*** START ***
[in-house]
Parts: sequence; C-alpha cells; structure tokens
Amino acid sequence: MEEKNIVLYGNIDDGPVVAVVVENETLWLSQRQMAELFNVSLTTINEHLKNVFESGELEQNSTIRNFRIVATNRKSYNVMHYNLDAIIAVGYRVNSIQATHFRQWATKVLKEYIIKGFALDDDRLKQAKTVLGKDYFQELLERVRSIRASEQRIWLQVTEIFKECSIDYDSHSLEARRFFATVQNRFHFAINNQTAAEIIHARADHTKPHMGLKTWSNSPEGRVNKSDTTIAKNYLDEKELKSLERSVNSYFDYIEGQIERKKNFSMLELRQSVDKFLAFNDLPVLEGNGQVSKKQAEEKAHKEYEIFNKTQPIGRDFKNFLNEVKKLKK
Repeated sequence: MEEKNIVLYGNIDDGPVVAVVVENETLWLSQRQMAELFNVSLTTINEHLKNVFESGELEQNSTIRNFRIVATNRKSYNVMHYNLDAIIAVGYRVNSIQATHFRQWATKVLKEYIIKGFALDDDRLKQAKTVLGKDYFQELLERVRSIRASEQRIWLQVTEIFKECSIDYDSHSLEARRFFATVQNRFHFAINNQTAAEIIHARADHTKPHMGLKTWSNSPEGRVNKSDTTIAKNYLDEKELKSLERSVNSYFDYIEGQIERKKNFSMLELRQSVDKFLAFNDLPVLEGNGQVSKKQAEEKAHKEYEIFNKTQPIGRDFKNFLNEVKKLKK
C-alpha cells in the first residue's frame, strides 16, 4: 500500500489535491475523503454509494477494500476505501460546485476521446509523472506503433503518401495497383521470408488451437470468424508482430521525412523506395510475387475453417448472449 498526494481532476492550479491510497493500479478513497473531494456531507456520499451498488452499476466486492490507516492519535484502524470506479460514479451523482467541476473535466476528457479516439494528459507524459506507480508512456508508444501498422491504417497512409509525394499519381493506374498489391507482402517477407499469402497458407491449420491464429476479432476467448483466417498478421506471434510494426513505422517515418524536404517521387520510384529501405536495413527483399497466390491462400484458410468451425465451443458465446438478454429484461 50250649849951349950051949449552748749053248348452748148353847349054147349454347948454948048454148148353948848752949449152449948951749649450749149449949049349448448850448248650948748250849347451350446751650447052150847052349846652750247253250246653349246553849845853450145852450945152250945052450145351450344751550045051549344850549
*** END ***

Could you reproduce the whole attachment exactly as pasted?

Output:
[in-house]
Parts: sequence; C-alpha cells; structure tokens
Amino acid sequence: MEEKNIVLYGNIDDGPVVAVVVENETLWLSQRQMAELFNVSLTTINEHLKNVFESGELEQNSTIRNFRIVATNRKSYNVMHYNLDAIIAVGYRVNSIQATHFRQWATKVLKEYIIKGFALDDDRLKQAKTVLGKDYFQELLERVRSIRASEQRIWLQVTEIFKECSIDYDSHSLEARRFFATVQNRFHFAINNQTAAEIIHARADHTKPHMGLKTWSNSPEGRVNKSDTTIAKNYLDEKELKSLERSVNSYFDYIEGQIERKKNFSMLELRQSVDKFLAFNDLPVLEGNGQVSKKQAEEKAHKEYEIFNKTQPIGRDFKNFLNEVKKLKK
Repeated sequence: MEEKNIVLYGNIDDGPVVAVVVENETLWLSQRQMAELFNVSLTTINEHLKNVFESGELEQNSTIRNFRIVATNRKSYNVMHYNLDAIIAVGYRVNSIQATHFRQWATKVLKEYIIKGFALDDDRLKQAKTVLGKDYFQELLERVRSIRASEQRIWLQVTEIFKECSIDYDSHSLEARRFFATVQNRFHFAINNQTAAEIIHARADHTKPHMGLKTWSNSPEGRVNKSDTTIAKNYLDEKELKSLERSVNSYFDYIEGQIERKKNFSMLELRQSVDKFLAFNDLPVLEGNGQVSKKQAEEKAHKEYEIFNKTQPIGRDFKNFLNEVKKLKK
C-alpha cells in the first residue's frame, strides 16, 4: 500500500489535491475523503454509494477494500476505501460546485476521446509523472506503433503518401495497383521470408488451437470468424508482430521525412523506395510475387475453417448472449 498526494481532476492550479491510497493500479478513497473531494456531507456520499451498488452499476466486492490507516492519535484502524470506479460514479451523482467541476473535466476528457479516439494528459507524459506507480508512456508508444501498422491504417497512409509525394499519381493506374498489391507482402517477407499469402497458407491449420491464429476479432476467448483466417498478421506471434510494426513505422517515418524536404517521387520510384529501405536495413527483399497466390491462400484458410468451425465451443458465446438478454429484461 50250649849951349950051949449552748749053248348452748148353847349054147349454347948454948048454148148353948848752949449152449948951749649450749149449949049349448448850448248650948748250849347451350446751650447052150847052349846652750247253250246653349246553849845853450145852450945152250945052450145351450344751550045051549344850549